Granting then that some foreign influence was at work in Essenism, we have four theories offered to us - that this influence was Persian, Buddhist, Pythagorean, or lastly, as maintained by Lipsius, that of the surrounding Syrian heathenism. Each of these views has had able advocates, but it must not be supposed that they are mutually exclusive. If we consider how Philo, while remaining a devout Jew in religion, yet managed to assimilate the whole Stoic philosophy, we can well believe that the Essenes might have been influenced, as Zeller maintained that they were, by Neo-Pythagoreanism.


But as Pythagoras himself came from Samos, and his doctrines have a decidedly Oriental tinge, it may very well be that both he and the Essenes drew from a common source; for there is no need to reject, as is so commonly done, the statements of our authorities as to the antiquity of the Essenes. This common source we may believe with Lightfoot to have been the Persian religion, which we know to have profoundly influenced that of Israel, independently of the Essenes.

The fact that the Pharisees and Sadducees so often figure in the pages of the New Testament, while the Essenes are never mentioned, might plausibly be interpreted to show that the New Testament emanated from the side of the Essenes. So far as concerns the Epistle of St James this interpretation would probably be correct. That work contains the doctrine common to the Essenes with Plato, and suggestive of Persian Dualism, that God is the author of good only. There are also certain obvious points of resemblance between the Essenes and the early Christians.


Both held property in common; both had scattered communities which received guests one from the other; both avoided a light use of oaths; both taught passive obedience to political authority. The list might be enlarged, but it would not necessarily prove more than that the early Christians shared in the ideas of their age. Christianity was to some extent a popularization of Essenism, but there is little reason for believing that Jesus himself was an Essene. De Quincey's contention that there were no Essenes but the early Christians is now a literary curiosity.

The original sources of our knowledge of the Essenes have been mentioned at the beginning of this paper; the best modern discussions of them are to be found in such works as Zeller's Philosophie der Griechen, vol. iii.; Ewald, Geschichte d. V. Israel, iii. 419-428; Reuss, La Theologie chretienne au siecle apostolique, i. 122-131; Keim, Life of Jesus of Nazara, vol. i.; Lightfoot on the Colossians; Lucius, Der Essenismus in seinem Verhaltniss zum Judenthum; Wellhausen, Israelitische and jiidische Geschichte; Ed. Scharer, The Jewish People in the Time of Jesus Christ, div. ii. vol. ii. § 30. The copious bibliography in Conybeare's edition of Philo's De vita contemplativa bears upon the Essenes as well as upon the Therapeutes. For a specially Jewish view of the Essenes see Kohler's article in the Jewish Encyclopaedia. They are there regarded as being " simply the rigorists among the Pharisees." But we are also told that " the Pharisees characterized the Essene as ` a fool who destroyed the world.' " (T. K.; ST. G. S.)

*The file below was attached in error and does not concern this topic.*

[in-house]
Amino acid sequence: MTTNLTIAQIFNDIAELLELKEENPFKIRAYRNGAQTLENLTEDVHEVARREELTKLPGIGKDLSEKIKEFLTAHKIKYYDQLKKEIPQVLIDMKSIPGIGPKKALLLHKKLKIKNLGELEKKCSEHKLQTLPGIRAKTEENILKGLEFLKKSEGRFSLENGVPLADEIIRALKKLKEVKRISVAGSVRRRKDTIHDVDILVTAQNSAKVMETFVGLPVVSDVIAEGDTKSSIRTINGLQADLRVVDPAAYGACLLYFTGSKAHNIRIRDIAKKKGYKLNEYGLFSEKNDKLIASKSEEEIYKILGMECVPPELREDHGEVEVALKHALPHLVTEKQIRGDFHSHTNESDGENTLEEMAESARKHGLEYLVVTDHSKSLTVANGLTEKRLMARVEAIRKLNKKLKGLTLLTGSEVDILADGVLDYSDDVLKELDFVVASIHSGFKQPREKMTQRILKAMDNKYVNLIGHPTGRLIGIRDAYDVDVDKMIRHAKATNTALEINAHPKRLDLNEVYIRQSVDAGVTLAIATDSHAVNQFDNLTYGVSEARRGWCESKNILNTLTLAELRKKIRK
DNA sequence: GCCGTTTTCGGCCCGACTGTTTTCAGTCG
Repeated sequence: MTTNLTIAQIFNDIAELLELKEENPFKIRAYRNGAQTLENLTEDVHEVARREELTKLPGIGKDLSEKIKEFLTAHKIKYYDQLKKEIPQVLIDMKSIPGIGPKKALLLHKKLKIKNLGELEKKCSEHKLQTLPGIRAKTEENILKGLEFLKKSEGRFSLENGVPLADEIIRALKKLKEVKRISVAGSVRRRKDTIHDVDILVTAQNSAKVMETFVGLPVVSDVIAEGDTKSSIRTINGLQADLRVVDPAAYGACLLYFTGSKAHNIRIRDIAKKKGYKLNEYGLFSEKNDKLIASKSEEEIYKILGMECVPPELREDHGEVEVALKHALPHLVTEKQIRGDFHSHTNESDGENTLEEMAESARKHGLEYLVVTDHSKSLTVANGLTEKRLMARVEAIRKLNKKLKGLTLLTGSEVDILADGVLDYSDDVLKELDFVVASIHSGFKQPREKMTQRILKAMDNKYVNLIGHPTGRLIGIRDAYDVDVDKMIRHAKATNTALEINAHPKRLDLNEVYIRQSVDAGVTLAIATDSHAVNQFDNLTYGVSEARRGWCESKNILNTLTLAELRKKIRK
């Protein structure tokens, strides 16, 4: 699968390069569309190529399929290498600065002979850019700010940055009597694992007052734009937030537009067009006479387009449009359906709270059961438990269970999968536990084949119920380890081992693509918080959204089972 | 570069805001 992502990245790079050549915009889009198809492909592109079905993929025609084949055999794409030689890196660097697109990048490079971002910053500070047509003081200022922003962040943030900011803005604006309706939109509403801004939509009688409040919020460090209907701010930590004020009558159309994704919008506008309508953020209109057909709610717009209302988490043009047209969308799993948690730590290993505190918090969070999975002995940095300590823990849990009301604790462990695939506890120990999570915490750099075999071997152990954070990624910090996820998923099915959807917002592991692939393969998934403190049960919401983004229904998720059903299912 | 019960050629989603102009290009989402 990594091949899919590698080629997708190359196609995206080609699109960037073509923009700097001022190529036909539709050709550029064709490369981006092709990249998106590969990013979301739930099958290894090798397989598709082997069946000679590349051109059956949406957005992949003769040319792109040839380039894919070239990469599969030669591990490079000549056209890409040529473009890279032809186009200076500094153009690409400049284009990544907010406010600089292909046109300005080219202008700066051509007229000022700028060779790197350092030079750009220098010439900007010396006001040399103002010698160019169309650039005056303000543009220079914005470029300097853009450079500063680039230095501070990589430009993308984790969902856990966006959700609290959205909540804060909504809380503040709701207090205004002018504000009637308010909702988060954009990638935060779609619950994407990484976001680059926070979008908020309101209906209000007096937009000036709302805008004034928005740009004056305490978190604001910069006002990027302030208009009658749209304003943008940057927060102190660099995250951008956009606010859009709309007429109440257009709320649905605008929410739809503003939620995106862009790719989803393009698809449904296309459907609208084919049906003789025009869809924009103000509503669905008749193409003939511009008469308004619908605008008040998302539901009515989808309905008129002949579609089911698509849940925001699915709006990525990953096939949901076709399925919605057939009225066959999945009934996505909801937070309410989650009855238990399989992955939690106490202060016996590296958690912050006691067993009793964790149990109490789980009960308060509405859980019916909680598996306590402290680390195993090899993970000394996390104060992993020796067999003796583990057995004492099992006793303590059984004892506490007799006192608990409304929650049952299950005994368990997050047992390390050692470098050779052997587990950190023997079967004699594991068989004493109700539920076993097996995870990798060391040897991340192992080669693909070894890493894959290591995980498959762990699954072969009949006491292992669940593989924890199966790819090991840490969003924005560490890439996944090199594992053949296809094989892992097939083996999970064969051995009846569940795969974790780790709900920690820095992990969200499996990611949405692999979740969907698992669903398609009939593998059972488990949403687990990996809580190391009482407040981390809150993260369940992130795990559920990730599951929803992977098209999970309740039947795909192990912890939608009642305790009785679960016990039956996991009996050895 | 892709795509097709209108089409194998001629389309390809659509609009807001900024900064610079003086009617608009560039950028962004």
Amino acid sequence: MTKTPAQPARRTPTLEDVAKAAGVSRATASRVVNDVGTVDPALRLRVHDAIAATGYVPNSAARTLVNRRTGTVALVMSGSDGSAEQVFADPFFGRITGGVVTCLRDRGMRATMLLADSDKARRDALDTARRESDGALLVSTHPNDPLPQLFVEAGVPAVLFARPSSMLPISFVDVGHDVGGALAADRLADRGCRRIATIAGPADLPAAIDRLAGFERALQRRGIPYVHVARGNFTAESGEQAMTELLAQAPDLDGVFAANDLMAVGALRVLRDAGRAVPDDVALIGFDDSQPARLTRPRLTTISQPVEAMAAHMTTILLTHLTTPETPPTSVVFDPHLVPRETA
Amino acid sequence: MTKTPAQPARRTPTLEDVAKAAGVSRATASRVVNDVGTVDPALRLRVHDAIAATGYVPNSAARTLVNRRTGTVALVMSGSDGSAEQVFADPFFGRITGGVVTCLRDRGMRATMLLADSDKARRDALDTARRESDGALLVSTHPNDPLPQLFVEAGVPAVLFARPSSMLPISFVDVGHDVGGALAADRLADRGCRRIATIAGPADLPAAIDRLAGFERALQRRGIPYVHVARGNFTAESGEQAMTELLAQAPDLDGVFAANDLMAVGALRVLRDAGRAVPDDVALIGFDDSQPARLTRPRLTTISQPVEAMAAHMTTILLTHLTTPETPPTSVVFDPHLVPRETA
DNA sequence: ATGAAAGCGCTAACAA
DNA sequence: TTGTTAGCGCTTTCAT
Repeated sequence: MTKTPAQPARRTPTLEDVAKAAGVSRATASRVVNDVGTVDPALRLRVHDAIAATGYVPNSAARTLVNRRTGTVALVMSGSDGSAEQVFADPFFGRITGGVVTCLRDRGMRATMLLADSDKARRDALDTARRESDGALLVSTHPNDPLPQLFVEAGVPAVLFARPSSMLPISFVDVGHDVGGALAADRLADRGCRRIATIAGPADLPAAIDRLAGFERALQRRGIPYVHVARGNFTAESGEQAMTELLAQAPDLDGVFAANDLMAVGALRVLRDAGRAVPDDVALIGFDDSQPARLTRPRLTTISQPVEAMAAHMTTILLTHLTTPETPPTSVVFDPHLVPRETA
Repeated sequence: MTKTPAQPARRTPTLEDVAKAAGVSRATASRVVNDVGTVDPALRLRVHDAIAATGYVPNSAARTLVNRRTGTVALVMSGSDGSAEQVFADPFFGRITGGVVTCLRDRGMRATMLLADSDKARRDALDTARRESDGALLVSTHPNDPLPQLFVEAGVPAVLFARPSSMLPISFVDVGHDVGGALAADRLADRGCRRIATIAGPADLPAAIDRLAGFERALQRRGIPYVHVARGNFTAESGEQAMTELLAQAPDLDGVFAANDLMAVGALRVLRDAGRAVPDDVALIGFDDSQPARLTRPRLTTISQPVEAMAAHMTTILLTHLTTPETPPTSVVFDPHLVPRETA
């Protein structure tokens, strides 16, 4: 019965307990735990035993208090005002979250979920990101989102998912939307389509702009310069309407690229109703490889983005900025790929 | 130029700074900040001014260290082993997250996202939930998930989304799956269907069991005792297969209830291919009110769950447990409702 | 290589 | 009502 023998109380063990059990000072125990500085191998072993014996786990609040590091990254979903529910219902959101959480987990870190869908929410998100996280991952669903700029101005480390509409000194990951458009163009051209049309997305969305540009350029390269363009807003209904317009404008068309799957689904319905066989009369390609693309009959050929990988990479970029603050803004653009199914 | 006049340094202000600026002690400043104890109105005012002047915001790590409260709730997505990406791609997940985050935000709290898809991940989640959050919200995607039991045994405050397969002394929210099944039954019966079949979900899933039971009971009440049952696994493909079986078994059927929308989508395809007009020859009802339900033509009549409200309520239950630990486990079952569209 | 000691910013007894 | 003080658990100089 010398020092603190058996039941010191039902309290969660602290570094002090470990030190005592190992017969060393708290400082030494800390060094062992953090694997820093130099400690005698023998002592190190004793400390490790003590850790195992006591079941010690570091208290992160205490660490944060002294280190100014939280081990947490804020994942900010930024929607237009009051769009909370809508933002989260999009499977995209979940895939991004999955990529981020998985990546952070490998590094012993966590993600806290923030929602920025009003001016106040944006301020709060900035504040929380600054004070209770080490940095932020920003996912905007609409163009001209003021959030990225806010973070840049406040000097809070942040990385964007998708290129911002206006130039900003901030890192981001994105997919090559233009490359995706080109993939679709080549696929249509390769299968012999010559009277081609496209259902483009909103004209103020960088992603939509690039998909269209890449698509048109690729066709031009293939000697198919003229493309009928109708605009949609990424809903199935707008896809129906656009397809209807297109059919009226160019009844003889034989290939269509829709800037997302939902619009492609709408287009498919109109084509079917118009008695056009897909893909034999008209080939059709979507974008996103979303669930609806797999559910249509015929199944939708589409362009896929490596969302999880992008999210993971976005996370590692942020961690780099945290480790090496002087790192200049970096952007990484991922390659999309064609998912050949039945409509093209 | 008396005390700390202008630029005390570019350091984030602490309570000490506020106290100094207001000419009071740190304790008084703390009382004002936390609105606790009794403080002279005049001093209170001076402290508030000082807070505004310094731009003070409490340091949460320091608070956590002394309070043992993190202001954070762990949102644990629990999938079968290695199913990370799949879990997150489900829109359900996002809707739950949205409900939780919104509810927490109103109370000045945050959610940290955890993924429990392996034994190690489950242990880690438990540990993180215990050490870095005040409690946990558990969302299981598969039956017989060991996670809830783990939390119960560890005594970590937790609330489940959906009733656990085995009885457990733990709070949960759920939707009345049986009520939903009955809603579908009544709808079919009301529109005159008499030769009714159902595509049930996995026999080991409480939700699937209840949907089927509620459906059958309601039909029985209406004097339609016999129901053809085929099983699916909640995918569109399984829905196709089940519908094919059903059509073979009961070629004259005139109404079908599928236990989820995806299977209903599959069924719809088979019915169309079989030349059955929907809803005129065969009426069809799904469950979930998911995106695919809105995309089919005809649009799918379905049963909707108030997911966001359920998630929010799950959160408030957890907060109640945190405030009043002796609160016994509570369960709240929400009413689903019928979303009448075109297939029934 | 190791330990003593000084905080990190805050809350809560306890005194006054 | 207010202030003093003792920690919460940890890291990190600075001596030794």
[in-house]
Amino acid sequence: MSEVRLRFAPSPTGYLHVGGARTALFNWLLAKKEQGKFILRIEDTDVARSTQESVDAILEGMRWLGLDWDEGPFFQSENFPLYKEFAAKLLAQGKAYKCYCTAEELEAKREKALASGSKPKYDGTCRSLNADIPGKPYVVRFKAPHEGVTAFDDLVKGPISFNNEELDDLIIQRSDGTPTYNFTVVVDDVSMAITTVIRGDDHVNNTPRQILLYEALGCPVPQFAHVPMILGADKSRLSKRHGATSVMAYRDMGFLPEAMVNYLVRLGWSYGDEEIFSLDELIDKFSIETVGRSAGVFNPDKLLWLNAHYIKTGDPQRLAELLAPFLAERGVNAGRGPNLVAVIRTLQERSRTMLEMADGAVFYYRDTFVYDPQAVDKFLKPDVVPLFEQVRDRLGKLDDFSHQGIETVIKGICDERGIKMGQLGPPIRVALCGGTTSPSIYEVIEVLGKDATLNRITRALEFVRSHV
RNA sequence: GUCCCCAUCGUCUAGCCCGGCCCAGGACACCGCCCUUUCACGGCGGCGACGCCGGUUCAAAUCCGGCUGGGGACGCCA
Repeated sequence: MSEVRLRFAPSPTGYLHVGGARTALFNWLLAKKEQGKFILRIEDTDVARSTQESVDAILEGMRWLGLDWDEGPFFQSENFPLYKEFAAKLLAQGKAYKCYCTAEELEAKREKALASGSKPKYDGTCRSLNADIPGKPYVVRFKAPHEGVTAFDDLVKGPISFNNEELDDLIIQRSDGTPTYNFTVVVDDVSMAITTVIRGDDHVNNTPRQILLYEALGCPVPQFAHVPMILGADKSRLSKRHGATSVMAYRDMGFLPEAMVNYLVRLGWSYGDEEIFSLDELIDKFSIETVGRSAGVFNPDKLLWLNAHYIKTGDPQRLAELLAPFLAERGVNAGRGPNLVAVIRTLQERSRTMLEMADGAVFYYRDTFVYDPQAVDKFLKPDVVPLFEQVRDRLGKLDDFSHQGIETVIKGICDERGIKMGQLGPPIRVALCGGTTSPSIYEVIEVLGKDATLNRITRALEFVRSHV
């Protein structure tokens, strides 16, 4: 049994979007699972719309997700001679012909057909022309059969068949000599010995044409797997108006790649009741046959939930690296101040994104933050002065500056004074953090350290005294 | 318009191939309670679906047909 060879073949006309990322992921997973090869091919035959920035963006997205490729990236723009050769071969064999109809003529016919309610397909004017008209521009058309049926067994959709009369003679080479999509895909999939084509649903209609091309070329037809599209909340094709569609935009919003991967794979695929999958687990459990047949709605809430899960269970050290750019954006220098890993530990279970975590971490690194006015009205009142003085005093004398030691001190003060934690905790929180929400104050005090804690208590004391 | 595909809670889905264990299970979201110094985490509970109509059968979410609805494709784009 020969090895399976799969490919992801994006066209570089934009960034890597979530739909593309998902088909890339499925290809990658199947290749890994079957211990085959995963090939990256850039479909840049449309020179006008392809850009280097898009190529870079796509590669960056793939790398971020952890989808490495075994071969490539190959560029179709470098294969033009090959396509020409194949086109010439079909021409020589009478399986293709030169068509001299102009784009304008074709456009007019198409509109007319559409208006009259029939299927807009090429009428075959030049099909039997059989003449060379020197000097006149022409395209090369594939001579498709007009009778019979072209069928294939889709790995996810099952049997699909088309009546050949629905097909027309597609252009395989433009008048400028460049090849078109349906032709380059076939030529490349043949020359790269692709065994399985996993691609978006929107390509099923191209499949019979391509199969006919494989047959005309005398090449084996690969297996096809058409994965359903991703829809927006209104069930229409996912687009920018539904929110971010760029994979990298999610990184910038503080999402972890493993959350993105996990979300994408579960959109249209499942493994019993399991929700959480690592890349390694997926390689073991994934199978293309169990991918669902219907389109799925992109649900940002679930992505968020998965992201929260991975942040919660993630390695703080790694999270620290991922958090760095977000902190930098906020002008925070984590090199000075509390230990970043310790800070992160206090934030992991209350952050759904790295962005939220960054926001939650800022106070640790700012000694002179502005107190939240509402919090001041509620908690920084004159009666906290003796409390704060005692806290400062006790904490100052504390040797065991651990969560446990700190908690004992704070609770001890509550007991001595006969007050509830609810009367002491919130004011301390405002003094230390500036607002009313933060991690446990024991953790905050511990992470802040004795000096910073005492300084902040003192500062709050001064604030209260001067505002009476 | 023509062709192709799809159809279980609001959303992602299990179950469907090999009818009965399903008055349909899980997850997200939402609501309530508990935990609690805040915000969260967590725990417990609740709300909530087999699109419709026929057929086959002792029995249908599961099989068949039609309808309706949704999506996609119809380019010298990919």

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Etymology

From Ancient Greek Ἐσσηνοι (Essenoi); earlier etymology unknown

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Noun

Essenes pl.

  1. Plural form of Essene.
  2. First century ascetic Jewish sect, in ancient Palestine from the second century BCE. to the second century CE. The Essenes are believed to be the authors of the Dead Sea scrolls.

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Bible wiki

Up to date as of January 23, 2010

From BibleWiki

A Jewish mystical sect somewhat resembling the Pharisees. They affected great purity. They originated about B.C. 100, and disappeared from history after the destruction of Jerusalem. They are not directly mentioned in Scripture, although they may be referred to in Mt 19:11f, Col 2:8ff.

This entry includes text from Easton's Bible Dictionary, 1897.

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This article needs to be merged with ESSENES (Jewish Encyclopedia).